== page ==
Conflict is drama if Hollywood is to be believed. It is the root of all adventure, the spice in all romance, and the gut-wrenching horror in all…well, horror. Without conflict, ours stories wouldn’t really go anywhere. There would be nothing to disrupt the status quo of a character’s life and no reason to follow them further than the first page. We would invest nothing more in them than a passing glimpse, maybe even a mutual nod, before they vanished from our lives and our libraries forever.
A story without conflict is just an account of someone’s day and unless that person is the President of the USA, or some other make believe creature, that’s going to make for some pretty boring reading. Actually, it’d still be touch and go even then unless there was the threat of nuclear war or a crack team of North Korean special forces attacked the White House…oh, wait! That’s conflict.
We at Sarcastic Muse thrive on conflict. When we’re not at each other’s throats, we’re writing about monsters ripping out other people’s throats…actually that’s just me and Amanda…scratch that.
There are two types of conflict from which all others stem: Internal and External.
External conflict is the most common. This is a force imposed on the character from a source outside their own body. It could be man vs. nature, man vs. man, man vs. machine. The list is endless.
Internal conflict is an exerting force acting from within the character. It can be a compulsion, a shift in persona or outlook, or something as simple as a loss of memory.
Whatever form conflict takes, it will be the driving force in your story. It will keep your character searching for that pot of gold we writers know as resolution.
1. Pay attention to your genre
Some genres come with pre-defined conflicts. Crime isn’t crime without…well crime. Romance too has a number of preset and well used conflict types. These are great to get the old noggin-hamsters running but don’t let them confine you.
2. Conflict should have a purpose
Arguments for the sake of arguments are fun and all but they don’t make for great fiction. Likewise, unfathomable plots and non-stop action can easily lead to your reader getting lost. Use conflict to propel your story forward, but let the reader keep up.
3. Setbacks keep the pressure on
Just as writing begets writing, conflict is conflict’s playmate. Keep your characters permanently on their toes by placing stumbling blocks in their way. Torture them until such time as you decide to reward them (or not) with their much desired resolution.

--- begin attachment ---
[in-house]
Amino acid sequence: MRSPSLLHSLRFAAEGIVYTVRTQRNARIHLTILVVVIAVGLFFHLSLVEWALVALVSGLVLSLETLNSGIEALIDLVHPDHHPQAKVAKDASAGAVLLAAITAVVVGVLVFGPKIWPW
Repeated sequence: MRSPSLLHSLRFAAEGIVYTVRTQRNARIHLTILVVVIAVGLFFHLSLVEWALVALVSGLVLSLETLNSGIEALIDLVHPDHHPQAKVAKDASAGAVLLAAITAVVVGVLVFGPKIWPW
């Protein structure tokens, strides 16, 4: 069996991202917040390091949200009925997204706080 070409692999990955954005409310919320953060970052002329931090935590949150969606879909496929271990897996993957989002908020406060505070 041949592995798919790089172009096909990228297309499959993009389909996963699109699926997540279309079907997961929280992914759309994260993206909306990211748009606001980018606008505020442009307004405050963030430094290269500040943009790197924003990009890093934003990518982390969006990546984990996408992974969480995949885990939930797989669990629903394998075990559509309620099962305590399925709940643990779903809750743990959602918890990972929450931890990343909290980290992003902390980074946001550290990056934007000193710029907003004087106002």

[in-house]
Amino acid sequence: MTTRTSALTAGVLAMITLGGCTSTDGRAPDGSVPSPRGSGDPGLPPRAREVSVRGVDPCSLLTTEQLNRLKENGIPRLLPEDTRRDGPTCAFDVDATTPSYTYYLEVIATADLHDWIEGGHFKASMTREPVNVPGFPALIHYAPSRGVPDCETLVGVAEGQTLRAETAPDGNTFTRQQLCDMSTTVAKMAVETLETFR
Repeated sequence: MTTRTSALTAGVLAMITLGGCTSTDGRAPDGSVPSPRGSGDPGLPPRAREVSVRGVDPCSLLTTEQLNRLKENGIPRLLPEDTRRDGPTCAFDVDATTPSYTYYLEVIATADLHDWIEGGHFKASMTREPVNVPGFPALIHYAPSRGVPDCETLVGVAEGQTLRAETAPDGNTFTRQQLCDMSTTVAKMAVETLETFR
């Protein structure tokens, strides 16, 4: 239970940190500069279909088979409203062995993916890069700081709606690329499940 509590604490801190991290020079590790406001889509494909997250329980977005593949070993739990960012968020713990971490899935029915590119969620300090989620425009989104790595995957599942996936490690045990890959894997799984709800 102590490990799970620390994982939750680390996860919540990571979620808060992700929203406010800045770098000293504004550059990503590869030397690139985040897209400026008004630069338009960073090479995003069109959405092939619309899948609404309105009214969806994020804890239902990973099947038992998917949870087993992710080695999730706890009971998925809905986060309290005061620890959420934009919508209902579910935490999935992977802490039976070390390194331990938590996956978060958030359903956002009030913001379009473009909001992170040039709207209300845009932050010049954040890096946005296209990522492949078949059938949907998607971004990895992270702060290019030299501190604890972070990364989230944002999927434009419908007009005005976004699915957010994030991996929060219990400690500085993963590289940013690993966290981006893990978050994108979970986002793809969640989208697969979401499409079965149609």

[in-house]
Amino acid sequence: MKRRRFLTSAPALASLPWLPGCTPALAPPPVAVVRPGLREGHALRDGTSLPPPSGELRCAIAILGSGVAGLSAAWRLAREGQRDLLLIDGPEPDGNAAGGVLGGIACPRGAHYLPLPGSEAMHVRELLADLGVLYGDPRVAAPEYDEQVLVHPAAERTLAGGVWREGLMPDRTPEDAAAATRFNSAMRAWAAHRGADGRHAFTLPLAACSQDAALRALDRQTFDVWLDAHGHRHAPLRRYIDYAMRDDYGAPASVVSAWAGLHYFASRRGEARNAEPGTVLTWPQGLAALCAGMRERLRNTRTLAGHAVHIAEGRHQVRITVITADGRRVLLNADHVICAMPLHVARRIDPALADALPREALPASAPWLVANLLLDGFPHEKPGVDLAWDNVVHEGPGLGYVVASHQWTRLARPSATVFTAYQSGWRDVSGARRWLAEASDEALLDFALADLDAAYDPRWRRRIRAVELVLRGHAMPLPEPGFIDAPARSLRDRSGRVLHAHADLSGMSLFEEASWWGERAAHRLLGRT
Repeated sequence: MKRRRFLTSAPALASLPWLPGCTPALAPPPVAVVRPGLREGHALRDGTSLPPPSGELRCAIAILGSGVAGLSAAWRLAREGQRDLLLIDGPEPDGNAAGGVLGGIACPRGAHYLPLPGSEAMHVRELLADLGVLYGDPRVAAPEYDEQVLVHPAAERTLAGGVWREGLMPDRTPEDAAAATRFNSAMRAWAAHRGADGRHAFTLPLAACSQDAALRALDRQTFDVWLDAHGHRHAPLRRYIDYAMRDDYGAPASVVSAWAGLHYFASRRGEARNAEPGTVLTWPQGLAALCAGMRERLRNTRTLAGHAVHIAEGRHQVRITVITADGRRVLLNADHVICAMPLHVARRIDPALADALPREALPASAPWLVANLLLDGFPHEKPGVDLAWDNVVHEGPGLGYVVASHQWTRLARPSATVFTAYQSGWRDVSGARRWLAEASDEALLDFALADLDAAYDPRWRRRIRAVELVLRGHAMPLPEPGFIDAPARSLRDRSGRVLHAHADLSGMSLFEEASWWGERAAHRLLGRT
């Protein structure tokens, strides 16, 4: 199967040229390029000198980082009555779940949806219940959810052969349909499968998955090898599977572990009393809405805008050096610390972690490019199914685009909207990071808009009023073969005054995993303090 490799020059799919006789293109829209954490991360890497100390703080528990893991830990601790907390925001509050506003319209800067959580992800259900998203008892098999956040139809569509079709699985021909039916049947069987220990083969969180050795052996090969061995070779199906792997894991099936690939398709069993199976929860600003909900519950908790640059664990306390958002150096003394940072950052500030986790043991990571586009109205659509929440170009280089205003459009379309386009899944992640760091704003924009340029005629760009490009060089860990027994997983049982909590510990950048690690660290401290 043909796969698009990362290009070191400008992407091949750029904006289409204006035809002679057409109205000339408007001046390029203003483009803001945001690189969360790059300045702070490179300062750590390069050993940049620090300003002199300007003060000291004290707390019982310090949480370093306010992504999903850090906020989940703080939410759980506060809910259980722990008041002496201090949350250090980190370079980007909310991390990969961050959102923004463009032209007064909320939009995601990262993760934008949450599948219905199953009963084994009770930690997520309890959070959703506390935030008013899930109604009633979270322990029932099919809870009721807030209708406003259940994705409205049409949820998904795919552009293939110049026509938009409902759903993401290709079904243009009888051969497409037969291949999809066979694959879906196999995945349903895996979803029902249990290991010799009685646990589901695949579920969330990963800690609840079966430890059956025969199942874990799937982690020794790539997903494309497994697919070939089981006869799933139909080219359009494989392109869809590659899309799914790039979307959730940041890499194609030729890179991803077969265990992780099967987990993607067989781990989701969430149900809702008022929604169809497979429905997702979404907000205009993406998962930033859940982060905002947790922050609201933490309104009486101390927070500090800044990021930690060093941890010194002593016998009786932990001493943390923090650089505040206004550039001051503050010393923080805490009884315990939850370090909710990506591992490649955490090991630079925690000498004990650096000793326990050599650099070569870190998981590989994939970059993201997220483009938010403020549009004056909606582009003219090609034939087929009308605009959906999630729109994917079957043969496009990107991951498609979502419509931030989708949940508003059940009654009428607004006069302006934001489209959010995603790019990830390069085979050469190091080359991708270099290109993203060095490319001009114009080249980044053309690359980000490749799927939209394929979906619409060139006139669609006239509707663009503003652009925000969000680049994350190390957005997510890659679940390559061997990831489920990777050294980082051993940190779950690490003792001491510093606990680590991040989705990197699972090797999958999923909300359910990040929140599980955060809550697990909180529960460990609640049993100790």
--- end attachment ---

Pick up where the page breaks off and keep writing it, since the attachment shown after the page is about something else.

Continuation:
4. Conflict should be natural
Conflict can be unexpected, it can be unusual, it can be something nobody ever imagined before, but it MUST be logical within the confines of the story world. The threat of human extinction by solar gamma radiation is a good conflict pit that against a femme-fatale scientist has all the hallmarks of a Tinseltown blockbuster. And yet, all that hard work goes out the window when you set it in Ancient Rome or even Brontë’s Yorkshire.
Okay, cards on the table time. I’m writing this post in response to a rather diabolical (no pun intended) movie I watched recently. I won’t say which but the plot involved the sacrifice of a family in order to expel a demon that was threatening a small town. Fine so far, right? It all falls apart when you discover that the demon in question was raised for the sole purpose of accepting the sacrifice. Correct me if I’m wrong, but the whole problem would have just gone away if they never raised the damned (pun intended this time) thing in the first place. This leads me nicely into my final point…
5. Conflict should not be easy to resolve
Make your characters work for it and even then, don’t always give it to them.
Do any of you have a problem with conflict in your writing? Any other tips you wish to share? Do you all agree about the demon thing?